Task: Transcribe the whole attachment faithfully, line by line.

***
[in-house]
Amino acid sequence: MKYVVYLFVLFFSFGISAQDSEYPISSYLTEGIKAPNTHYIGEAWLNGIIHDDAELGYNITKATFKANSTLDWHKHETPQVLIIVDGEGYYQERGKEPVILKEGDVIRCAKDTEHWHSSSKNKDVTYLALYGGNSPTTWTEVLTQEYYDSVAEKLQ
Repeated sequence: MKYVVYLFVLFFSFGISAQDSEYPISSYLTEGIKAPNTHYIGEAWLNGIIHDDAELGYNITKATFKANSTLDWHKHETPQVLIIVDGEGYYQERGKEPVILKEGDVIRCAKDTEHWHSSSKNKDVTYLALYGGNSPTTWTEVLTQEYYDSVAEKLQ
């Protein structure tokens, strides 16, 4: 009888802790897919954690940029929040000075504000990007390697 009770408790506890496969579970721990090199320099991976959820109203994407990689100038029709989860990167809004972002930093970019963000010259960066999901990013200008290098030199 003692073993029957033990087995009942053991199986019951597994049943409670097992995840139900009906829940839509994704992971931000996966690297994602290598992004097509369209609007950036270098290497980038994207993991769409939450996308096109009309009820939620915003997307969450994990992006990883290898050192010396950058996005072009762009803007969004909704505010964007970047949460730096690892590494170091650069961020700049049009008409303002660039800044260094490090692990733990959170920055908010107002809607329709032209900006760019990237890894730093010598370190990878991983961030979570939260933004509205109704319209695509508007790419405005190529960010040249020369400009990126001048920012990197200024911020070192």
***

[in-house]
Amino acid sequence: MKYVVYLFVLFFSFGISAQDSEYPISSYLTEGIKAPNTHYIGEAWLNGIIHDDAELGYNITKATFKANSTLDWHKHETPQVLIIVDGEGYYQERGKEPVILKEGDVIRCAKDTEHWHSSSKNKDVTYLALYGGNSPTTWTEVLTQEYYDSVAEKLQ
Repeated sequence: MKYVVYLFVLFFSFGISAQDSEYPISSYLTEGIKAPNTHYIGEAWLNGIIHDDAELGYNITKATFKANSTLDWHKHETPQVLIIVDGEGYYQERGKEPVILKEGDVIRCAKDTEHWHSSSKNKDVTYLALYGGNSPTTWTEVLTQEYYDSVAEKLQ
């Protein structure tokens, strides 16, 4: 009888802790897919954690940029929040000075504000990007390697 009770408790506890496969579970721990090199320099991976959820109203994407990689100038029709989860990167809004972002930093970019963000010259960066999901990013200008290098030199 003692073993029957033990087995009942053991199986019951597994049943409670097992995840139900009906829940839509994704992971931000996966690297994602290598992004097509369209609007950036270098290497980038994207993991769409939450996308096109009309009820939620915003997307969450994990992006990883290898050192010396950058996005072009762009803007969004909704505010964007970047949460730096690892590494170091650069961020700049049009008409303002660039800044260094490090692990733990959170920055908010107002809607329709032209900006760019990237890894730093010598370190990878991983961030979570939260933004509205109704319209695509508007790419405005190529960010040249020369400009990126001048920012990197200024911020070192």